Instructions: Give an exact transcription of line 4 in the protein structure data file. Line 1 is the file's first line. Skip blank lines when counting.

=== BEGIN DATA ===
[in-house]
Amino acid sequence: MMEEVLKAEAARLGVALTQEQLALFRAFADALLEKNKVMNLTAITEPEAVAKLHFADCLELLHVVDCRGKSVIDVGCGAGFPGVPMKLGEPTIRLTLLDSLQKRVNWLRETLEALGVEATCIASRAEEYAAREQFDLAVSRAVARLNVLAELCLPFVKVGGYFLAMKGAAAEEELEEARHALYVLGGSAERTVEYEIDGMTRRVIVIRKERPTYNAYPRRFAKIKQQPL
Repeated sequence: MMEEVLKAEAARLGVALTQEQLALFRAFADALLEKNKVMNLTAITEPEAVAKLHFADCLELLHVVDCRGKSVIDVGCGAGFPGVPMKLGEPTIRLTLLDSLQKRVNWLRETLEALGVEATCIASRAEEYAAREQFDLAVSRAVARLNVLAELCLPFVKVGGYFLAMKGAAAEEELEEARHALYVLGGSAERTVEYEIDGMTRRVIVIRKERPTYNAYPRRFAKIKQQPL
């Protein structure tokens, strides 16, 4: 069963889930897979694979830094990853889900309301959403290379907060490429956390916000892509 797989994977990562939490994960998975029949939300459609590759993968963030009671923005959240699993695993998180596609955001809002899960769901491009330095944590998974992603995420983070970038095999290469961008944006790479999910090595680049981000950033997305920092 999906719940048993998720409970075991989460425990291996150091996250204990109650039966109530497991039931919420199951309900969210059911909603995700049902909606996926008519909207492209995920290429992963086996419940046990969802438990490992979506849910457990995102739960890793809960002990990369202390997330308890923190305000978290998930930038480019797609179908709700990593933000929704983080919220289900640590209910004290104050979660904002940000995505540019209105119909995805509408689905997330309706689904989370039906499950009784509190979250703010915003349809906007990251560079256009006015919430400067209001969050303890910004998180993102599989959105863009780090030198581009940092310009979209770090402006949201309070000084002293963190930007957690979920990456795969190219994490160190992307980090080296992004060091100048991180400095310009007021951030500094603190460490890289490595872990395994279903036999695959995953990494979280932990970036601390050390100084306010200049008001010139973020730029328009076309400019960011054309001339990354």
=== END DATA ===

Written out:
């Protein structure tokens, strides 16, 4: 069963889930897979694979830094990853889900309301959403290379907060490429956390916000892509 797989994977990562939490994960998975029949939300459609590759993968963030009671923005959240699993695993998180596609955001809002899960769901491009330095944590998974992603995420983070970038095999290469961008944006790479999910090595680049981000950033997305920092 999906719940048993998720409970075991989460425990291996150091996250204990109650039966109530497991039931919420199951309900969210059911909603995700049902909606996926008519909207492209995920290429992963086996419940046990969802438990490992979506849910457990995102739960890793809960002990990369202390997330308890923190305000978290998930930038480019797609179908709700990593933000929704983080919220289900640590209910004290104050979660904002940000995505540019209105119909995805509408689905997330309706689904989370039906499950009784509190979250703010915003349809906007990251560079256009006015919430400067209001969050303890910004998180993102599989959105863009780090030198581009940092310009979209770090402006949201309070000084002293963190930007957690979920990456795969190219994490160190992307980090080296992004060091100048991180400095310009007021951030500094603190460490890289490595872990395994279903036999695959995953990494979280932990970036601390050390100084306010200049008001010139973020730029328009076309400019960011054309001339990354």